The American Farm Bureau Federation and the West Virginia Farm Bureau can intervene on behalf of a chicken farm owner suing the U.S. Environmental Protection Agency for overstepping its bounds in regulating under the Clean Water Act, a federal district court has ruled.
EPA fought the right of the Farm Bureaus to intervene, claiming any farmer challenging EPA regulatory action should have to mobilize its own resources and challenge EPA separately.
Rain Interacting with Farm Residue
In 2011 EPA ordered Lois Alt to apply for a National Pollution Discharge Elimination System permit, alleging rainstorms could wash dust, feathers, chicken dander, and small amounts of manure on the grounds of Alt’s farm into bodies of water regulated by EPA. EPA threatened Alt with $37,500 in fines every time rain falling on Alt’s farm comes into contact with the alleged pollutants and then makes its way into regulated bodies of water.
Alt claimed EPA does not have the legal right to subject her to its Clean Water Act regulations based on a small amount of farming residue on parts of her land that are not wetlands or bodies of water.
Setting a Precedent
Recognizing EPA’s action as a precedent likely to be repeated against many other farmers, the West Virginia Farm Bureau and the American Farm Bureau Federation (AFBF) sought to join Alt in her suit contesting EPA’s demands. EPA argued the Farm Bureaus could not join the suit and the Alts should have to rely on their own resources in challenging the federal agency.
“If EPA’s argument prevails in this case, virtually every large Concentrated Animal Feeding Operation (“CAFO”) would likely have an obligation to obtain a federally mandated permit if it rains enough in their area to wash manure and dust particles off their land and eventually into a jurisdictional water,” Judge John Preston Bailey wrote in the order.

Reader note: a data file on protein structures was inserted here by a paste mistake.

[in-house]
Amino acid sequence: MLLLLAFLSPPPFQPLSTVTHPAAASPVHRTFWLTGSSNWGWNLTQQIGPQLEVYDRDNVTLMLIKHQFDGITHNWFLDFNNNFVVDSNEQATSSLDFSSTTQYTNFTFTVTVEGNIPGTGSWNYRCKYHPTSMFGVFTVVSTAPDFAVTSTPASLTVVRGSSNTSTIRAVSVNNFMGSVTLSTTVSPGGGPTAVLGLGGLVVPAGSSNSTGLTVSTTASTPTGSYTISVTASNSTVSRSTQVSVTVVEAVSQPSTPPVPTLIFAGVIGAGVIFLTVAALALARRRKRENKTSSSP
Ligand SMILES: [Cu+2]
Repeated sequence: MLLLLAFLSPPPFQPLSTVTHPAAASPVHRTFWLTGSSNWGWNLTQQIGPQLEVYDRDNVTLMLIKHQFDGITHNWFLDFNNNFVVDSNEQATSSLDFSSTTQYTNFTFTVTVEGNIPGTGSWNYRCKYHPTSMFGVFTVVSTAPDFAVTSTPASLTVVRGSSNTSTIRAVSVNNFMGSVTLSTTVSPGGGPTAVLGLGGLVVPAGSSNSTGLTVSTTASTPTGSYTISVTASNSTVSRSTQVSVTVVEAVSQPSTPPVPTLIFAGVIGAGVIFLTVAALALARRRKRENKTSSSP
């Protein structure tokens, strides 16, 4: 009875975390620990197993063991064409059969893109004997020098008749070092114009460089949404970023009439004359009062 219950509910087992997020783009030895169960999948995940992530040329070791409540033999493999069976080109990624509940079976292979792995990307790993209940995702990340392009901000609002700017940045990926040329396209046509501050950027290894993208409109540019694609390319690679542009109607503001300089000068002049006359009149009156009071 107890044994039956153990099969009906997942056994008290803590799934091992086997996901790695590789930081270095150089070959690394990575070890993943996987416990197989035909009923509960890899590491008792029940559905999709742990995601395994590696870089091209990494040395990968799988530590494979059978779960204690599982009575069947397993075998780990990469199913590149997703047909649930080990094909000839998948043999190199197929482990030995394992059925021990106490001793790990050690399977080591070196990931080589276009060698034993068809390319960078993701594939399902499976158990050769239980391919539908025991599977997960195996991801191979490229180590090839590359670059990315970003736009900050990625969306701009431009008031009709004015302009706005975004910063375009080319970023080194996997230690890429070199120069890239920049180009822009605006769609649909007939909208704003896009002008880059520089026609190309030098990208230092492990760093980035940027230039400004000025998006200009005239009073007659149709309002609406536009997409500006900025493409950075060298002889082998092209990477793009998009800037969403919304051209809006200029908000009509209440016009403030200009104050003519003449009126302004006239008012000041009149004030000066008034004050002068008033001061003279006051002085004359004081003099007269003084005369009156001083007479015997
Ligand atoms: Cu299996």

“It was a good thing that the court allowed us to join this suit, because there are farmers all across this country who are going to be impacted,” said Don Parrish, senior director of regulatory relations at the American Farm Bureau Federation.
Congress Exempted Agriculture
“We think Congress was very clear when they passed the Clean Water Act, that they meant to exempt agricultural non-point-source pollution, like storm water. Outside of the production area, if EPA is going to call on us to [obtain a] permit to control every speck of dust and every feather and everything else that goes on in farming operations, we see that having a real detrimental impact on farms because it’s going to increase our costs,” said Parrish.
According to the AFBF, EPA’s demands on Alt unlawfully narrow the statutory exemption for “agricultural stormwater discharges” under the federal Clean Water Act.
“EPA basically claims Lois Alt’s family farm isn’t agricultural and rainwater from her farmyard isn’t agricultural storm water, just because she houses more than a certain number of chickens,” said AFBF President Bob Stallman in a press statement.
Alyssa Carducci (firstname.lastname@example.org ) writes from Tampa, Florida.